Researchers develop a protein to protect and restore nerve cell communications

June 13, 2013, Tel Aviv University

A peptide to protect brain function
(Medical Xpress)—A structure called "the microtubule network" is a crucial part of our nervous system. It acts as a transportation system within nerve cells, carrying essential proteins and enabling cell-to-cell communications. But in neurodegenerative diseases like Alzheimer's, ALS, and Parkinson's, this network breaks down, hindering motor abilities and cognitive function.

Now Prof. Illana Gozes of Tel Aviv University's Sackler Faculty of Medicine has developed a new peptide in her lab, called NAP or Davunetide, that has the capacity to both protect and restore microtubule function. The peptide is a compound derived from the protein ADNP, which regulates more than 400 genes and is essential for brain formation, memory, and behavior.

Prof. Gozes and her team of researchers, including Dr. Yan Jouroukhin and graduate student Regin Ostritsky of TAU, observed that in animal models with microtubule damage, NAP was able to maintain or revive the transport of proteins and other materials in cells, ameliorating symptoms associated with neurodegeneration. These findings, which were reported in the journal Neurobiology of Disease, indicate that NAP could be an effective tool in fighting some of the most debilitating effects of .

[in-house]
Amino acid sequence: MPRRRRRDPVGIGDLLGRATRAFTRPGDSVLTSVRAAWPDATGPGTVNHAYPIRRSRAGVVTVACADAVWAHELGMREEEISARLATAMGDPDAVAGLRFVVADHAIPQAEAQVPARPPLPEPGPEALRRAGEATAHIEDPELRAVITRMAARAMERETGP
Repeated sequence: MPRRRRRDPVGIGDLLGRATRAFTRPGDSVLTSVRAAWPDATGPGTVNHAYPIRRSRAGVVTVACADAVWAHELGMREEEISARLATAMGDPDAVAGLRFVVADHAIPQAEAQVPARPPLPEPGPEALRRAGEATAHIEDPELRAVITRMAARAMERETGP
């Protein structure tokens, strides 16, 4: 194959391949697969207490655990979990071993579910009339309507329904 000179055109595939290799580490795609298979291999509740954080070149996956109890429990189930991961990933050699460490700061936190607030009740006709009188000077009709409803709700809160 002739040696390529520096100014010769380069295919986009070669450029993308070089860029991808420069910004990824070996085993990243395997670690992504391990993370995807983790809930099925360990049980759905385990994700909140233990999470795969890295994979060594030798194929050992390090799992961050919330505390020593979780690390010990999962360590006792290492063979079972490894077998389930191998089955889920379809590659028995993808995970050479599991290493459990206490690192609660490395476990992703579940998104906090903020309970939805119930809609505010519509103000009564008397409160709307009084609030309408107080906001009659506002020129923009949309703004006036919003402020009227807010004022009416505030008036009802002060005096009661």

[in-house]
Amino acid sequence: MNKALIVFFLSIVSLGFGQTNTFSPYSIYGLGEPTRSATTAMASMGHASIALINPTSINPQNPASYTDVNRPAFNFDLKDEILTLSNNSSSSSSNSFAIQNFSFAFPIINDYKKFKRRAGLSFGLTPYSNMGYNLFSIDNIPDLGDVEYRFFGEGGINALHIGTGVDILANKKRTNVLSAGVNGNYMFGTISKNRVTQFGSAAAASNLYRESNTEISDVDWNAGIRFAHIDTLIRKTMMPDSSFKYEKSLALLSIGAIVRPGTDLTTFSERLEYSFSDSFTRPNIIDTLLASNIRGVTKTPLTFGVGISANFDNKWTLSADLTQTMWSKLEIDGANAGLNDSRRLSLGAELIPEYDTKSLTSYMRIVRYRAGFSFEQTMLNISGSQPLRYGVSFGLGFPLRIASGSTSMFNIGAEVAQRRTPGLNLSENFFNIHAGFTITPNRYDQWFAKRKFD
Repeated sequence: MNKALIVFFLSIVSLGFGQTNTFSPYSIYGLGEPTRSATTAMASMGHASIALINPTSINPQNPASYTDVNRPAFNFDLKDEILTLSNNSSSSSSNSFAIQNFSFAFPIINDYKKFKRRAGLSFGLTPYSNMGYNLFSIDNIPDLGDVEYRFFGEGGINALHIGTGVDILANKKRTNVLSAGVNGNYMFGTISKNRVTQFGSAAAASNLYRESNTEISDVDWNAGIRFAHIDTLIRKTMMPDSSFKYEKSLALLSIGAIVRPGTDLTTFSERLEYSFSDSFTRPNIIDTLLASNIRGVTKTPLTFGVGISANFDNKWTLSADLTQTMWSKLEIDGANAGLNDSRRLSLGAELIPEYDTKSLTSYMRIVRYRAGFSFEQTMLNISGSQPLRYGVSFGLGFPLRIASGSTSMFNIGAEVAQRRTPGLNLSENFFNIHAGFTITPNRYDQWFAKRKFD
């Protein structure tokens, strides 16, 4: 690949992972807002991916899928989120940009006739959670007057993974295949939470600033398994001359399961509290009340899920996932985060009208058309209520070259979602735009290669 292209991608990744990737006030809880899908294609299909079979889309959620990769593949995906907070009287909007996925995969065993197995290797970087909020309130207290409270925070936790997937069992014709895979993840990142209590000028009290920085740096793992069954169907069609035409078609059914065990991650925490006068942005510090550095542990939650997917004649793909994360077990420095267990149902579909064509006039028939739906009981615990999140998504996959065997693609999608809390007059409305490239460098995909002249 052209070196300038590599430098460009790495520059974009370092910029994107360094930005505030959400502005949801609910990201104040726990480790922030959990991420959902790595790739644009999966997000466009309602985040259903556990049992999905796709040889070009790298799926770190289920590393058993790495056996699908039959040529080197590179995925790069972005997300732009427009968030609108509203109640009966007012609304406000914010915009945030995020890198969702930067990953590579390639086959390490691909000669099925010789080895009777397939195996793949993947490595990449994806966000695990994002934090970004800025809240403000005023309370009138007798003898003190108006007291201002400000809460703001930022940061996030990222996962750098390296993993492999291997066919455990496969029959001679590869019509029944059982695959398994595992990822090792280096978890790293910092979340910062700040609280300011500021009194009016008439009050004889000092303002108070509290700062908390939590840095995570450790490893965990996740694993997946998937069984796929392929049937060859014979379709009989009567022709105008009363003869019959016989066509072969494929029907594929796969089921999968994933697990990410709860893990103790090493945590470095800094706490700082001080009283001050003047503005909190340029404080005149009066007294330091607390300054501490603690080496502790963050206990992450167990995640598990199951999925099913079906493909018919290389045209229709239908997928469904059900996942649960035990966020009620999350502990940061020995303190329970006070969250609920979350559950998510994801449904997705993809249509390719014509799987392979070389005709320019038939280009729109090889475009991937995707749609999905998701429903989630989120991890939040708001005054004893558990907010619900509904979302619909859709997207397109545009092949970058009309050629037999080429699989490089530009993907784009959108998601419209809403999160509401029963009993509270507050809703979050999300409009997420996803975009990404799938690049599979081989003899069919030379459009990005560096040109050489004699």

Prof. Gozes is the director of TAU's Adams Super Center for Brain Studies and holds the Lily and Avraham Gildor Chair for the Investigation of .

Securing passage through the brain

In their investigation, the researchers used two different animal models with microtubule damage. The first group was made up of normal mice whose microtubule system was broken down through the use of a compound. The second group were genetically-engineered mouse models of ALS, in which the microtubule system was chronically damaged. In both groups, half the mice were given a single NAP injection, while the control half were not.

To determine the impact of NAP on nerve cell communications, the researchers administered the chemical element manganese to all animal models and tracked its movement through the brain using an MRI. In the mice treated with NAP, researchers observed that the manganese was able to travel through the brain normally—the microtubule system had been protected from damage or restored to normal use. Those mice that did not receive the peptide experienced the usual breakdown or continued dysfunction of the microtubule system.